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  1. namrehsnoom

    TAG Kyoto - kyo-no-oto yamabukiiro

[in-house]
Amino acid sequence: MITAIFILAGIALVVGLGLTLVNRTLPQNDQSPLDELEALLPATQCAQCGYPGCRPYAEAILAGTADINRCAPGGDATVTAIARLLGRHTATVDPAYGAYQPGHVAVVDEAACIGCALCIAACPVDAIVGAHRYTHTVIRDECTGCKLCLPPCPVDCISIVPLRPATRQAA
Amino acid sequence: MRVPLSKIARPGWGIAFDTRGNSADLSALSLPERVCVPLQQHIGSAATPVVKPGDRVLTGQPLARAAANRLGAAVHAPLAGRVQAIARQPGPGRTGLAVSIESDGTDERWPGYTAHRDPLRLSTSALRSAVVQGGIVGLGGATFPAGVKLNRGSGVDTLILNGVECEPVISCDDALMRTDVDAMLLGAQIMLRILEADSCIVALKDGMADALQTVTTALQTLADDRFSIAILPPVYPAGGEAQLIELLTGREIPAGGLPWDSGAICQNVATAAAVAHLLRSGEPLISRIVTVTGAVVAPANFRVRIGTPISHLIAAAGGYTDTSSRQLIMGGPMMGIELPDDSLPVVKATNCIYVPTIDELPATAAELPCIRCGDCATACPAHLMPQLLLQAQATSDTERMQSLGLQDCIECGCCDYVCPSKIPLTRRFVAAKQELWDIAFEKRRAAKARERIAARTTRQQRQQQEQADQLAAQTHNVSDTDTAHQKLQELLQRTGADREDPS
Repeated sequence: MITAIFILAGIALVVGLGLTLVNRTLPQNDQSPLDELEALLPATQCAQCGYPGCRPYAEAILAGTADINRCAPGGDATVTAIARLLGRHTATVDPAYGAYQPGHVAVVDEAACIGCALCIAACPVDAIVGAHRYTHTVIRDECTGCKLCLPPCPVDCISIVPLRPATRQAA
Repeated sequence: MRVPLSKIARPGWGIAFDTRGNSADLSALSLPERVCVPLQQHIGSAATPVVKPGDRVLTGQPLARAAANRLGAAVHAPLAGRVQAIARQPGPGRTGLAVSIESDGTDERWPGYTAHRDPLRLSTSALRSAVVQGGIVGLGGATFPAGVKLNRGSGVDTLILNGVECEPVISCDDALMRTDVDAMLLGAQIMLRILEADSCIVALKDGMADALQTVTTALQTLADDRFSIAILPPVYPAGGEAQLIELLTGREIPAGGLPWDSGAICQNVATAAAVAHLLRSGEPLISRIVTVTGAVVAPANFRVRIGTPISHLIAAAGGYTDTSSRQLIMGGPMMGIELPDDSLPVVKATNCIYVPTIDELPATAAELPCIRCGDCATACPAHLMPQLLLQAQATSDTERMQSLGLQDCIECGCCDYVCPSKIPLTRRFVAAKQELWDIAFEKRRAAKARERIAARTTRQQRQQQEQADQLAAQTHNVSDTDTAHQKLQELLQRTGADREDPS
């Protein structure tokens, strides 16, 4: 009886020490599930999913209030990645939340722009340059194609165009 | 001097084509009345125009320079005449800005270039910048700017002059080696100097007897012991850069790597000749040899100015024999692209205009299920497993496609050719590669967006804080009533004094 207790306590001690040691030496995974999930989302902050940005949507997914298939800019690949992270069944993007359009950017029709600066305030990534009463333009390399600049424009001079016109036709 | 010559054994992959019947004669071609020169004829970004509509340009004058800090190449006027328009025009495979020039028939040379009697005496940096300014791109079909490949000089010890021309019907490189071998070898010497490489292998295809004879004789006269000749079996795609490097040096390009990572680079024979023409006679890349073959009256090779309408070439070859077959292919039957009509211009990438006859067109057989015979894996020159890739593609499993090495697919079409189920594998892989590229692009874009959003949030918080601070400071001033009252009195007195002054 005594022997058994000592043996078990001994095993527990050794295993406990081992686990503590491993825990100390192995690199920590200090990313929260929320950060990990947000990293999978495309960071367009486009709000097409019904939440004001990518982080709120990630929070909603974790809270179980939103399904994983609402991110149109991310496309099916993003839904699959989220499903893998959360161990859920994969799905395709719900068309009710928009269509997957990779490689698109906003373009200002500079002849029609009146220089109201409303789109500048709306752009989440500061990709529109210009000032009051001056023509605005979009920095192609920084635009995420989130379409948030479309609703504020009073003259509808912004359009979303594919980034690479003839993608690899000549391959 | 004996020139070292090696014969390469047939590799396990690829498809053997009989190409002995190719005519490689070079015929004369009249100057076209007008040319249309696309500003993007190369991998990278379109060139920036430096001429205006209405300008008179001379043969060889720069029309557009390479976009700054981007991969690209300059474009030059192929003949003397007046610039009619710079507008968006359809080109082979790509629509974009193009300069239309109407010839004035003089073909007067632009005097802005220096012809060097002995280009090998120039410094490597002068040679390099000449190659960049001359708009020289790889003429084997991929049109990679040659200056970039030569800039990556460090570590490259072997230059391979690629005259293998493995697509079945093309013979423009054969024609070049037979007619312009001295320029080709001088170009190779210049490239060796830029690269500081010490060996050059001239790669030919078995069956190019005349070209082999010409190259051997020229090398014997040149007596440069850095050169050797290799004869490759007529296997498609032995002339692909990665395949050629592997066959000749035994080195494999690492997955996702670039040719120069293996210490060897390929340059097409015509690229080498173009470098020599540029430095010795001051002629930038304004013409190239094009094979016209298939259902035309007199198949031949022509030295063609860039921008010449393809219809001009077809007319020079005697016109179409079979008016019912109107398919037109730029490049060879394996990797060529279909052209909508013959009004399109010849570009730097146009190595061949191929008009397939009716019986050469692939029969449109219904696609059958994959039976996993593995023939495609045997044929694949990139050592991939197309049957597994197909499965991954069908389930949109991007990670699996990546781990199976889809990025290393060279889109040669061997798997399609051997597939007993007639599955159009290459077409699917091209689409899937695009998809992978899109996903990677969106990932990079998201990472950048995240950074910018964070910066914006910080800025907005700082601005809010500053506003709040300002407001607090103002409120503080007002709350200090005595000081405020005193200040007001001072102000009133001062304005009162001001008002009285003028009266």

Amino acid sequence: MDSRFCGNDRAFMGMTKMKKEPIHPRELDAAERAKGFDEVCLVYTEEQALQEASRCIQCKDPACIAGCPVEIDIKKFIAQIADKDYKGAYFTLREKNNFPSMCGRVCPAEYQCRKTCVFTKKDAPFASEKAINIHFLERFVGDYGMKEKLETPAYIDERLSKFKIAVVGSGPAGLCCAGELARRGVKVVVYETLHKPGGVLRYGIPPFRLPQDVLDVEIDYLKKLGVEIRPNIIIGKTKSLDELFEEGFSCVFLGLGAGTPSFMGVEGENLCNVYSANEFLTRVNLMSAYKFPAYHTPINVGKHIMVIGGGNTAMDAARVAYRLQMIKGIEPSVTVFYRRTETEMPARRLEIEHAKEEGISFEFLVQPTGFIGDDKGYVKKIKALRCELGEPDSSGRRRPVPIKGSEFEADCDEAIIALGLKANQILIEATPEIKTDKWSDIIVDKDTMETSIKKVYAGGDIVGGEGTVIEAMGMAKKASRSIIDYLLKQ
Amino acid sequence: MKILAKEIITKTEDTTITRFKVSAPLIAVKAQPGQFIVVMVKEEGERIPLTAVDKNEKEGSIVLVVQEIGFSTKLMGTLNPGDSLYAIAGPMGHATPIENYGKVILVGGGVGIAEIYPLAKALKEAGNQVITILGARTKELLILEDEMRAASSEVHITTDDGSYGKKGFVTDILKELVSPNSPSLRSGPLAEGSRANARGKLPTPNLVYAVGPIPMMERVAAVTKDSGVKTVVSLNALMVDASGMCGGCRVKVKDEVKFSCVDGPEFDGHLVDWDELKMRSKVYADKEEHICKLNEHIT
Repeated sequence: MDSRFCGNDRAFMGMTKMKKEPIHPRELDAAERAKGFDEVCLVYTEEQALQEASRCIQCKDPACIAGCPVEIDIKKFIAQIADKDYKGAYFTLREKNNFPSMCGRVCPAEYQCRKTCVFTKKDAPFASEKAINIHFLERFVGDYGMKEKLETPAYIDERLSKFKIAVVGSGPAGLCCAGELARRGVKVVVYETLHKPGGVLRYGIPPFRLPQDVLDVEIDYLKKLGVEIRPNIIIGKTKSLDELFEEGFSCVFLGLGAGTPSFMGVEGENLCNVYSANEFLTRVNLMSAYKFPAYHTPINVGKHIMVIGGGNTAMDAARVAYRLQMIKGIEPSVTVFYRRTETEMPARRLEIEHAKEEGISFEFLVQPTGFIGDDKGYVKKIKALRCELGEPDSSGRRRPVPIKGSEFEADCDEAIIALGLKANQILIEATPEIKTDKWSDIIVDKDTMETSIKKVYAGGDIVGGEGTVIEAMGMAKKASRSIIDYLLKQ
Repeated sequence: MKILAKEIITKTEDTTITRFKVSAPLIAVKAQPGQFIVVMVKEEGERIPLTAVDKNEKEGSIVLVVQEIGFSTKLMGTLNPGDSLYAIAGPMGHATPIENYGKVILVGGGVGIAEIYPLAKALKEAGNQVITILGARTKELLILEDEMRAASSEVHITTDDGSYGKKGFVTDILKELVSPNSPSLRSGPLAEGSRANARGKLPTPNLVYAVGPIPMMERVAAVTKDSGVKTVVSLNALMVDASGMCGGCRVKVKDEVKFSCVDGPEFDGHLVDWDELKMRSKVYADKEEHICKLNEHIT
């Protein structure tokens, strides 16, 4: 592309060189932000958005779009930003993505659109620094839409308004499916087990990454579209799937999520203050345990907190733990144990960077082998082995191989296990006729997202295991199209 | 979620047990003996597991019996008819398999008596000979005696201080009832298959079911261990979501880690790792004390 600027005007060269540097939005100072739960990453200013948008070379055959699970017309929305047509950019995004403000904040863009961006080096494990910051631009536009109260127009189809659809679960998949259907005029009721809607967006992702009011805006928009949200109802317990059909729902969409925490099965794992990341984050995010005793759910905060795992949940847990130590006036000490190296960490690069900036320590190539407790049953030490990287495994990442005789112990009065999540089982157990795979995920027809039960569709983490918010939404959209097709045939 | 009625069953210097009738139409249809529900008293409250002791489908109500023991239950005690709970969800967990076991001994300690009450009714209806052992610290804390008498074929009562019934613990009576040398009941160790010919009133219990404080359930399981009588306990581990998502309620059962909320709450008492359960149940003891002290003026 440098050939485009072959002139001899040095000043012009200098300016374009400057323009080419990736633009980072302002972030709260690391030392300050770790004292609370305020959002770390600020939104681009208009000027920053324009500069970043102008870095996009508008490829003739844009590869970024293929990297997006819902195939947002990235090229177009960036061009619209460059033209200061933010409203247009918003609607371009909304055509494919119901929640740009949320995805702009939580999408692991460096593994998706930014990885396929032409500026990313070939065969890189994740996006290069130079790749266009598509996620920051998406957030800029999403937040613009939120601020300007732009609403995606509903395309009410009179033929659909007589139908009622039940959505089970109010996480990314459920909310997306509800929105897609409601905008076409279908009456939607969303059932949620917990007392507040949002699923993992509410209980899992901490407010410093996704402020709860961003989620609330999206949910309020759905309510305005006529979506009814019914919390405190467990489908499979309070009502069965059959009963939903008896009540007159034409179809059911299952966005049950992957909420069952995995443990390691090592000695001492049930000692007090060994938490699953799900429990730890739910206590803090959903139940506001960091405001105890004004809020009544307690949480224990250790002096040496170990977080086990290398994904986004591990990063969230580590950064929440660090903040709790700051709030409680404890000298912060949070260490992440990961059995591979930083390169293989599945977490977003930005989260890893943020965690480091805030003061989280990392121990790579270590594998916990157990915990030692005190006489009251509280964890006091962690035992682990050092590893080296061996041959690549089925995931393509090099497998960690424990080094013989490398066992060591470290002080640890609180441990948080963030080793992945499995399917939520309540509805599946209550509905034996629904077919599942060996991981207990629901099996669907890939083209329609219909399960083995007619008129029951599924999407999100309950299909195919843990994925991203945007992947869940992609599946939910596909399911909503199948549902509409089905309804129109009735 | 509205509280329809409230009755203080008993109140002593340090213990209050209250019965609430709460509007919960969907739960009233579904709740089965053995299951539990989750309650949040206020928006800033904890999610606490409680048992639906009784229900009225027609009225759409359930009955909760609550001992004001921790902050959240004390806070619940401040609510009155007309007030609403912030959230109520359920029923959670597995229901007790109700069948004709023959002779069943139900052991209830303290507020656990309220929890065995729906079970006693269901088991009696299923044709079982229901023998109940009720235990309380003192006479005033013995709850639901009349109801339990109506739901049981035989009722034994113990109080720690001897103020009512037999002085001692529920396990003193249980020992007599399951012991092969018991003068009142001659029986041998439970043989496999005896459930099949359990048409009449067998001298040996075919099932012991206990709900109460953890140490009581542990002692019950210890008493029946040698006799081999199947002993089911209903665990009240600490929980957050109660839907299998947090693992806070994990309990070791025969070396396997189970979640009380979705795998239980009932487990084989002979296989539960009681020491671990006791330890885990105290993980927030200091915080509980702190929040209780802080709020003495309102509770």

TAG Kyoto – kyo-no-oto – yamabukiiro TAG is a stationery shop in Kyoto (Japan) that produces some interesting soft watercolour-style inks. With the kyo-no-oto series they produce a line of inks that replicates traditional Japanese dye colours. According to available online info, the manufacturing process of the kyo-no-oto inks follows traditional dying techniques dating back to the Heian era between the years 794 and 1185. The inks come in 40 ml bottles, packaged in luxurious thick paper with a texture that feels like heavy watercolour paper. For this review, yamabukiiro takes the stage and fills it with its presence. This ink is named after the Yamabuki flower (“Mountain Breath”), that is found in abundance on Japanese mountainsides. The yellow-amber colour grabs your attention, not because it is bright and bold – au contraire – but because it is tender and soft, harmonious and elegant, and with a surprising depth of character. No ink for mundane work, but one that feels right at home for personal journaling. I guess there’s no need to tell you that I like this ink – a lot! The ink writes moderately wet in my standard Lamy Safari M-nib test pen, but with fairly low lubrication. I also found the ink to be too light and low-contrast with the dry-writing Safari. You really need a wet pen to make this ink blossom and to unlock its full potential – it works great with e.g. a Pelikan, even when using an F-nib. With the Pelikan, the ink has decent saturation, and also shows its subtle complexity with a hint of green in the undertones. The TAG Kyoto inks share a common gene-pool, which consistently delivers nicely muted, elegant, good-looking inks. They totally fit my taste, and I’m quite glad that I discovered them. To show you the impact of saturation on the ink’s look & feel on paper, I made some scribbles where I really saturated portions of a strip of 52 gsm Tomoe River paper with ink. This gives you a good idea of what the ink is capable of in terms of colour range. Yamabukiiro has a fairly broad dynamic span, ranging from a wispy light-yellow to a fairly dark amber with a touch of green. Despite this broad range, there is no harsh contrast between the light and darker parts. This translates to subtle shading, definitely present but never too strong. This aesthetic shading adds character to your writing. The ink’s chromatography shows the subtle depth and complexity of the dye-mix. The ink’s base colour derives from the yellow and orange dyes. The depth and character come from the blue component, that combines with the yellow to produce the ink's green undertone. This is without a doubt the work of a master mixer! I’ve tested the ink on a wide variety of paper – from crappy Moleskine to high-end Tomoe River. On every small band of paper I show you: An ink swab, made with a cotton Q-tip 1-2-3 pass swab, to show increasing saturation An ink scribble made with an M-nib Lamy Safari The name of the paper used, written with a B-nib Lamy Safari A small text sample, written with an F-nib Pelikan M600 Source of the quote, with a Pelikan M200 with M nib Drying times of the ink on the paper (with the M-nib Safari) Yamabukiiro looks good on all types of paper. Personally though, I like it best on pure-white paper. The ink performs well on my test papers, even on the Moleskine paper (which is quite an accomplishment). With the lower-quality paper (Moleskine, generic notepad paper) there is a certain amount of bleed-through. Drying times are mostly around the 5 to 10 second mark. Water resistance is clearly absent – this ink won’t survive watery accidents. If you are in the habit of tipping your drink over your notebook, this is no ink for you 😉 I’ve also added a few photos to give you another view on the ink. Scanned images and photos often capture different aspects of the ink’s colour & contrast. That’s why I present them both. In this case, both scanner and photo capture yamabukiiro’s golden glow fairly well. Writing with different nib sizes The picture below shows the effect of nib sizes on the writing. In my opinion, kyo-no-oto yamabukiiro really requires a wet pen. It is too light for my taste in the dry-writing Safari. With the wetter pen, the sub-par lubrication of this ink mostly disappears. Also, the ink becomes more saturated, gains more depth and brings forth its green undertones. The wet pen really shows off the ink’s golden radiance. Related inks To compare the yellow-amber yamabukiiro with related inks, I use my nine-grid format with the currently reviewed ink at the center. This format shows the name of related inks, a saturation sample, a 1-2-3 swab and a water resistance test – all in a very compact format. This kyo-no-oto ink is different from my other yellow-gold-amber inks, and as such a welcome complement to my ink collection. Inkxperiment – genesis With every review, I try to create an inkxperiment using only the ink I am presenting. Such a one-ink drawing works great to show off the colour-range nuances that are present in the ink. These inkxperiments are the favourite part of my reviews: always loads of fun and a perfect way to experiment with inks using a number of different techniques. Yellow inks are often great for drawing, and this TAG Kyoto ink is no exception! Inspiration for this drawing comes from the cycle of life – a seedling starts growing, and metamorphoses into a beautiful flower. I started with an A4 piece of HP photo paper, onto which I drew the background with water-diluted ink, spread on the paper through a kitchen towel. I also used a piece of carpet anti-slip underlay to add some background accents. I next used different-sized glass jars to stamp in the enlarging circles that represent the seed’s growth. Finally I drew in the flowers to complete the drawing. The end result is not too bad, and shows what can be achieved with this beautiful yellow-amber ink in a more artistic context. Conclusion TAG kyo-no-oto yamabukiiro is a great journaling ink – a complex yellow-amber with a unique colour that is both soft and elegant. The ink works best in wet pens, where it can express itself in full saturation, showing its golden glow with subtle green undertones. A truly beautiful ink, that makes a great impression! In my opinion, you can’t go wrong with this ink – a piece of art from the master mixer at TAG Kyoto. Technical test results on Rhodia N° 16 notepad paper, written with Pelikan M600, F-nib Back-side of writing samples on different paper types